Satellite potential scares students

Meranda Watling

A satellite image of campus captures the outlines and roofs of buildings, making it easy to distinguish one from another.

Dots of different colored cars line the campus parking lots. The old Stopher and Johnson halls still stand, and work trucks are still near Centennial Court.

The image, seen through Google’s recently added satellite map feature and available at, may not be up-to-the-minute — it is actually about six months old — but what it shows is close enough to make some students worry.

“That’s crazy. That’s the kind of stuff you just shouldn’t do,” said Charles Williams, sophomore exercise science and physical therapy major.

Williams admitted, however, that the satellite images are not threatening because they are not very close.

“It’s not really that scary,” he said. “You can’t zoom in that far. It would be more scary if you could zoom in more. It’s just taking a picture. You can’t see what a person’s doing.”

Junior exploratory major Bryan McConaha said he doesn’t think the satellite maps are scary at all. Because the maps are several months old, McConaha doesn’t see the harm.

“They’re not live photos,” he said. “Obviously, there could be a satellite that watches me walk out of my house. There could be, but that’s not how this works.

“I could get a map and find someone’s house just as easily.”

Google Maps’ satellite images were added to the company’s repertoire of search features last week. The satellite maps, which are now available for free, were previously available only by subscription to Keyhole, a company Google bought last year.

The standard street map continues to be the first option available when users search for a location using Google Maps. However, by clicking the “satellite” link in the top corner, it is easy to quickly and seamlessly flip between street and satellite maps of an area. Users can search for images by specific address or by company.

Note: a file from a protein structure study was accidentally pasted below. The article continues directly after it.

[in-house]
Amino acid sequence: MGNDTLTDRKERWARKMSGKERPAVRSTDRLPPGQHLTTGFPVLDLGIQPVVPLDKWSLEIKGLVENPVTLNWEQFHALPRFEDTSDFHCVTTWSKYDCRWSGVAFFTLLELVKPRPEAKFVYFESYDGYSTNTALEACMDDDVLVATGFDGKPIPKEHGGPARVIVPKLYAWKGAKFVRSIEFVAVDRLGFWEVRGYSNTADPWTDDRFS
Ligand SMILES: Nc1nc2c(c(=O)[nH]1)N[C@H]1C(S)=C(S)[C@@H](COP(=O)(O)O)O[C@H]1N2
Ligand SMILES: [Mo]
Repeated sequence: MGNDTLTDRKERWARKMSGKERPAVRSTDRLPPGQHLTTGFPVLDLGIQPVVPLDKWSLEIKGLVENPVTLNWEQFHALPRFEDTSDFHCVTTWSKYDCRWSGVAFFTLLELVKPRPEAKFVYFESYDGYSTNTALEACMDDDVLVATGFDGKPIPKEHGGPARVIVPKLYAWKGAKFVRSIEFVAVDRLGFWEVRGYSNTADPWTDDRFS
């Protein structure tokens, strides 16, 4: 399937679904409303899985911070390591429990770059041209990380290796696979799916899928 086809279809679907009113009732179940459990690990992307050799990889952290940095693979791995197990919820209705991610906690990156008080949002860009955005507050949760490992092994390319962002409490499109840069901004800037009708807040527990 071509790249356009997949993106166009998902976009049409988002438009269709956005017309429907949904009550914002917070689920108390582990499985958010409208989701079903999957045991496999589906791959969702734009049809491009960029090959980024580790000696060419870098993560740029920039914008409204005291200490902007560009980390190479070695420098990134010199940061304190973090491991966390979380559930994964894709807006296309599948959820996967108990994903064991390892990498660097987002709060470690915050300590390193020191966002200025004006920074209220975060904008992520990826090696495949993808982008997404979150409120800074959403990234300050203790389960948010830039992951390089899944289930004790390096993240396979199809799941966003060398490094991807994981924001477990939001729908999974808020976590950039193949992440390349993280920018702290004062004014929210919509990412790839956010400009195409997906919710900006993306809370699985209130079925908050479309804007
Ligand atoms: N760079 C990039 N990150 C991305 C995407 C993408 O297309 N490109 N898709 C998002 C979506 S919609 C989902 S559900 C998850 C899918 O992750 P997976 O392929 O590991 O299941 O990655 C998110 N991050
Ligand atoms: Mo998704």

Other sites have offered similar satellite images for years., for example, allows users to search by address. is another Web site that allows people to search and view satellite images from many different companies.

McConaha said he’s used the other sites before and even checked out Keyhole as a free trial. He looked at his hometown and national monuments, like the Golden Gate Bridge and Mt. Rushmore. He said besides being cool, the satellite images are helpful.

“If you’re traveling somewhere that you’re not familiar with and you want to see what you’ll see on the way there, you can go to the satellite image and see what you will be seeing before you go,” McConaha said.

Even Williams said he thinks it could be a helpful feature, but he has some reservations about the future of the technology.

“On MapQuest, it just shows you streets,” Williams said. “On this, you can see, ‘Oh yeah, I passed that,’ or ‘I went over those tracks.’

“That’s kind of cool, but kind of scary at the same time. It’s not harmful — yet. Soon enough, there probably will be something you can zoom in on a single person or a house. There will be a live video. Our privacy is just going every day.”

Contact technology reporter Meranda Watling at [email protected].